What is the truth about John Demjanjuk,
convicted by a German court this week of helping to murder more than 28,000
Jews at the Sobibor Nazi death camp? A Ukrainian Orthodox bishop in a guest article
on the website of the World Jewish Congress suggests that whether justice has
been done in convicting him of thousands of war crimes “may at this point only
be known to God.” Surely, though, the 91-year-old Ukrainian-born former
American, who has always maintained his innocence, also knows whether that is
the truth and whether he deserves his conviction. Others who might know
something include former KGB officers who provided the testimony of another
Sobibor guard and an ID card for Demjanjuk from the Trawniki camp that trained the
guards — many of them Nazi prisoners of war like himself.
Yet, even if only God and Demjanjuk know
what he really did, we all know what he is assumed to have done — to have forced
Jewish prisoners into gas chambers and then helped to dispose of (ultimately
burn) the corpses. If he was indeed a camp guard it is difficult to see how he
would not have done these things, although no evidence was produced at his
18-month trial that he actually did them. A key witness — another former SS
guard — died last year. Nevertheless, those mass murders and the inhuman,
genocidal context in which they took place were crimes in a category of their
own, and anyone who assisted in them shares in their guilt. As the plaintiffs
and the Jewish community at large insist, acting under orders does not absolve
a person (even though the price of resistance would most likely be your own
But the court has gone further. It has
decided that, even without evidence of specific crimes, just being a guard in a
camp where many people were killed is enough to make Demjanjuk an accessory to
the murder of every one of those people, the perpetrator of war crimes. Legal
experts are saying that the verdict — which is to be appealed — could create
a precedent for a new, but final wave of Holocaust prosecutions.
However, if the principle is true for one
type of war crime it must be true for others, and therefore could open a new
era globally in the prosecution of crimes against humanity. One Holocaust
“Those who participate in genocide, in whatever capacity, should never rest
easy. Nor should they assume that if they delay justice enough, their case will
be abandoned. This lesson may matter more today than ever: after all, the hunt
for Holocaust killers may be over, but the hunt for those who practiced
genocide in the former Yugoslavia, Rwanda and far too many other places must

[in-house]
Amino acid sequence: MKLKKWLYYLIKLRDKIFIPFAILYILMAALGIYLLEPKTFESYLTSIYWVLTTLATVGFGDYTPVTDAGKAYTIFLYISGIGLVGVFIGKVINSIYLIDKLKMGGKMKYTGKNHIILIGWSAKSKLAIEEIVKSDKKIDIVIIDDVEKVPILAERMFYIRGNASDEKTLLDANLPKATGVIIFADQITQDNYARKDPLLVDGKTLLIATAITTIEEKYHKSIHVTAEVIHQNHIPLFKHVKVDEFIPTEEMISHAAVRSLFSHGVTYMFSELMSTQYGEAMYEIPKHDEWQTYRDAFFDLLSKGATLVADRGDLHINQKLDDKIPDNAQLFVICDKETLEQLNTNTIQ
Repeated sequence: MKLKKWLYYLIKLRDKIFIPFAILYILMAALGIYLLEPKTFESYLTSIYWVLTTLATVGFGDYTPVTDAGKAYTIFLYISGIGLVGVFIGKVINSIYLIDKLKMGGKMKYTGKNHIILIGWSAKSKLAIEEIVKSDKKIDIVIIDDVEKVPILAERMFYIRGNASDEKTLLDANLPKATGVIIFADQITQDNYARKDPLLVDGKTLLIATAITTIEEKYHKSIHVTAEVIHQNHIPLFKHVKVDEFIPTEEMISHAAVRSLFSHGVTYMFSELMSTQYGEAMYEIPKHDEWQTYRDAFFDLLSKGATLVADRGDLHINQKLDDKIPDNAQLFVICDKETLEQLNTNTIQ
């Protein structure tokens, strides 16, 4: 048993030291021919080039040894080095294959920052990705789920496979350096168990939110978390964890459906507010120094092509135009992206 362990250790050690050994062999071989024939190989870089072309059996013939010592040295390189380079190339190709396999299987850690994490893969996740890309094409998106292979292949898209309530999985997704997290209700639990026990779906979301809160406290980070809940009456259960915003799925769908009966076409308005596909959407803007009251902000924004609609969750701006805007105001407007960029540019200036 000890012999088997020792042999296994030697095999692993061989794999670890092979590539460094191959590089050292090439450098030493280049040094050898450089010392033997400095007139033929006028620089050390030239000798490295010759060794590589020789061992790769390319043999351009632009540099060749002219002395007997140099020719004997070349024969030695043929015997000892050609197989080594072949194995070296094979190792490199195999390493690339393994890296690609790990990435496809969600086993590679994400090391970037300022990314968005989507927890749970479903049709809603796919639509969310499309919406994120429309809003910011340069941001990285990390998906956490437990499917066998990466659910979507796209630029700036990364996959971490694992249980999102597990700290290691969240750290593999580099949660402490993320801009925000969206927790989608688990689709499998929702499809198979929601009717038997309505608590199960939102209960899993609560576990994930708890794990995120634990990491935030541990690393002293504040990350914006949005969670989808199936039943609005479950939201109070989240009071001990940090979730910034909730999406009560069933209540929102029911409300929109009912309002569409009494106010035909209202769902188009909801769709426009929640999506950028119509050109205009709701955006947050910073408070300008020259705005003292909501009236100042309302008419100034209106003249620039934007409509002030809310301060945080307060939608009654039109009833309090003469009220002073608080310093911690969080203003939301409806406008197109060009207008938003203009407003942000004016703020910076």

Yes, in far too many places lives have been
wiped out en masse and not always for reasons of genocide as it is generally
understood, but for any reason that a power-crazed ideologue might conceive. To
cite the more infamous examples since the Holocaust:
To the tens of millions of people within
Soviet borders that he sacrificed before the Second World War (including
between 5 and 9 million Ukrainians), between 1946 and his death in 1953 Joseph
Stalin added around 16 million deaths in the pursuit of his communist empire.
Between 1949 and 1975 Mao Zedong forged
communist China at the expense of an estimated 40 million Chinese lives.
Pol Pot’s efforts to “cleanse” Cambodia
of its non-Marxist past between 1976 and 1979 resulted in the deaths of an
estimated 1.7–2.5 million people, or around 21 percent of the population.
Political purges and famines and their
wider effects in these countries have been called “democide” because they concerned
the population at large. In the ongoing warfare in the Congo, genocide or
ethnic cleansing by militias on both sides has played a large part in the loss of an estimated 5 million
lives over the last 15 years, and the killing, raping and displacing of
thousands of people continues.
If, however, in addition to the leaders,
their generals and other officers, all the foot soldiers of today’s wars were
to be hunted down and prosecuted, along with all the surviving secret police,
prison guards and apparatchiks of every rank from every murderous regime of the
past 60 to 70 years, the justice systems of the world would be overwhelmed. Yet
that is what, in a morally consistent world, the conviction of John Demjanjuk
points to. Is that what we want?
The International Criminal Court prosecutor
wants Libyan leader Moammar Gaddafi brought to trial for crimes against
humanity, because his forces have attacked and killed civilians, raped,
imprisoned and tortured others or made them disappear. If this trial ever
happens, should the soldiers concerned be prosecuted for war crimes as well?
And what about those who were at the crime scenes but for whom no direct
evidence of a crime can be found? According to the Demjanjuk conviction they could
be guilty of crimes against humanity too.
People who murder, torture, rape, starve
and terrorise others should be prosecuted and punished. The trouble is that, in
the context of war or some brutal dictatorship, so many people are implicated
in such crimes, and often — as seems likely in the case of John Demjanjuk — with
execution or imprisonment as the only alternatives, that it is impossible to do
more than token justice. The court decision this week seems to have taken that
token justice to a level that has the feel of injustice about it.
Carolyn Moynihan is Deputy Editor of